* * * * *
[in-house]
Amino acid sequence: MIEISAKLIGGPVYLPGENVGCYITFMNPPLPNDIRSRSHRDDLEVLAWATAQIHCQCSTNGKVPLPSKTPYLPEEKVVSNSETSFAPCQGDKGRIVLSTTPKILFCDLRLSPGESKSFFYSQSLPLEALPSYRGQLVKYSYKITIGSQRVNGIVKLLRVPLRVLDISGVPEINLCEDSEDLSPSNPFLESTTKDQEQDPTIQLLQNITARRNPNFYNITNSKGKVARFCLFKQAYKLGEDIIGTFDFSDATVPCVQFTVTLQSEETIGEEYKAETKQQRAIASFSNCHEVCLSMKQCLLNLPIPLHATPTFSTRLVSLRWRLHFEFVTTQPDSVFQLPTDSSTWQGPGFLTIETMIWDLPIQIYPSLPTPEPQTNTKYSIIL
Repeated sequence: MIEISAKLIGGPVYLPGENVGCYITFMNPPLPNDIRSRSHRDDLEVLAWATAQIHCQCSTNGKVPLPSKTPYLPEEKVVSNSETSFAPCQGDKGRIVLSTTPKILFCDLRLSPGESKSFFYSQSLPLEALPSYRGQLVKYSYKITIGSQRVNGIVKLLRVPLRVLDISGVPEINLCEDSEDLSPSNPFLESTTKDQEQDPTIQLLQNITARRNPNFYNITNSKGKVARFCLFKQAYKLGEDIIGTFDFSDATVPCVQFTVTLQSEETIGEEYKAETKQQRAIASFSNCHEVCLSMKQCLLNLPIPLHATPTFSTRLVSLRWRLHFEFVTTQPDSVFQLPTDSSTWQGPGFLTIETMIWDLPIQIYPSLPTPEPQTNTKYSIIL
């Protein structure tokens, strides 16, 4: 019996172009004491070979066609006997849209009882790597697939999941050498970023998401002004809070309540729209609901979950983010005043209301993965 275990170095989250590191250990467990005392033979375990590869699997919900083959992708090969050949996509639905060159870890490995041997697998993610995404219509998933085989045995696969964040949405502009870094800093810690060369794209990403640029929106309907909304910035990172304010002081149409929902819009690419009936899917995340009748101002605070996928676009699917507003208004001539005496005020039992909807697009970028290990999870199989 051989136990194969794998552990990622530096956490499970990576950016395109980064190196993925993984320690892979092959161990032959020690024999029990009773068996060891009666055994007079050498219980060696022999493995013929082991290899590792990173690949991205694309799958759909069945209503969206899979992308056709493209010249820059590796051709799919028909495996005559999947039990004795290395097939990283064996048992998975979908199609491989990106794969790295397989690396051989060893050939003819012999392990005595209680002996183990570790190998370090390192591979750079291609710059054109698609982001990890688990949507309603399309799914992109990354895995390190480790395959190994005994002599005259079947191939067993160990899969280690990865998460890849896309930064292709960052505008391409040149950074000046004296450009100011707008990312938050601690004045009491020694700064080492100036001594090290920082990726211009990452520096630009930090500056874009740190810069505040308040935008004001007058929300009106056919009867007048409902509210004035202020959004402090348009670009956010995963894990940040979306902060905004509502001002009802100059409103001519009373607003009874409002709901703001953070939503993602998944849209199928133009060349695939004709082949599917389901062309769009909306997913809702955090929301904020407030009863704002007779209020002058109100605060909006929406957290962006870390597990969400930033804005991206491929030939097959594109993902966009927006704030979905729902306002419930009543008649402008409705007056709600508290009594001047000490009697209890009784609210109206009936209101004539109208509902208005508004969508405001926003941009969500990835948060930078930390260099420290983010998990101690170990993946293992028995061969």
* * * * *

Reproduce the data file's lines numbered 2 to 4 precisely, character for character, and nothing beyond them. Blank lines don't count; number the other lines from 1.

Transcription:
Amino acid sequence: MIEISAKLIGGPVYLPGENVGCYITFMNPPLPNDIRSRSHRDDLEVLAWATAQIHCQCSTNGKVPLPSKTPYLPEEKVVSNSETSFAPCQGDKGRIVLSTTPKILFCDLRLSPGESKSFFYSQSLPLEALPSYRGQLVKYSYKITIGSQRVNGIVKLLRVPLRVLDISGVPEINLCEDSEDLSPSNPFLESTTKDQEQDPTIQLLQNITARRNPNFYNITNSKGKVARFCLFKQAYKLGEDIIGTFDFSDATVPCVQFTVTLQSEETIGEEYKAETKQQRAIASFSNCHEVCLSMKQCLLNLPIPLHATPTFSTRLVSLRWRLHFEFVTTQPDSVFQLPTDSSTWQGPGFLTIETMIWDLPIQIYPSLPTPEPQTNTKYSIIL
Repeated sequence: MIEISAKLIGGPVYLPGENVGCYITFMNPPLPNDIRSRSHRDDLEVLAWATAQIHCQCSTNGKVPLPSKTPYLPEEKVVSNSETSFAPCQGDKGRIVLSTTPKILFCDLRLSPGESKSFFYSQSLPLEALPSYRGQLVKYSYKITIGSQRVNGIVKLLRVPLRVLDISGVPEINLCEDSEDLSPSNPFLESTTKDQEQDPTIQLLQNITARRNPNFYNITNSKGKVARFCLFKQAYKLGEDIIGTFDFSDATVPCVQFTVTLQSEETIGEEYKAETKQQRAIASFSNCHEVCLSMKQCLLNLPIPLHATPTFSTRLVSLRWRLHFEFVTTQPDSVFQLPTDSSTWQGPGFLTIETMIWDLPIQIYPSLPTPEPQTNTKYSIIL
């Protein structure tokens, strides 16, 4: 019996172009004491070979066609006997849209009882790597697939999941050498970023998401002004809070309540729209609901979950983010005043209301993965 275990170095989250590191250990467990005392033979375990590869699997919900083959992708090969050949996509639905060159870890490995041997697998993610995404219509998933085989045995696969964040949405502009870094800093810690060369794209990403640029929106309907909304910035990172304010002081149409929902819009690419009936899917995340009748101002605070996928676009699917507003208004001539005496005020039992909807697009970028290990999870199989 051989136990194969794998552990990622530096956490499970990576950016395109980064190196993925993984320690892979092959161990032959020690024999029990009773068996060891009666055994007079050498219980060696022999493995013929082991290899590792990173690949991205694309799958759909069945209503969206899979992308056709493209010249820059590796051709799919028909495996005559999947039990004795290395097939990283064996048992998975979908199609491989990106794969790295397989690396051989060893050939003819012999392990005595209680002996183990570790190998370090390192591979750079291609710059054109698609982001990890688990949507309603399309799914992109990354895995390190480790395959190994005994002599005259079947191939067993160990899969280690990865998460890849896309930064292709960052505008391409040149950074000046004296450009100011707008990312938050601690004045009491020694700064080492100036001594090290920082990726211009990452520096630009930090500056874009740190810069505040308040935008004001007058929300009106056919009867007048409902509210004035202020959004402090348009670009956010995963894990940040979306902060905004509502001002009802100059409103001519009373607003009874409002709901703001953070939503993602998944849209199928133009060349695939004709082949599917389901062309769009909306997913809702955090929301904020407030009863704002007779209020002058109100605060909006929406957290962006870390597990969400930033804005991206491929030939097959594109993902966009927006704030979905729902306002419930009543008649402008409705007056709600508290009594001047000490009697209890009784609210109206009936209101004539109208509902208005508004969508405001926003941009969500990835948060930078930390260099420290983010998990101690170990993946293992028995061969």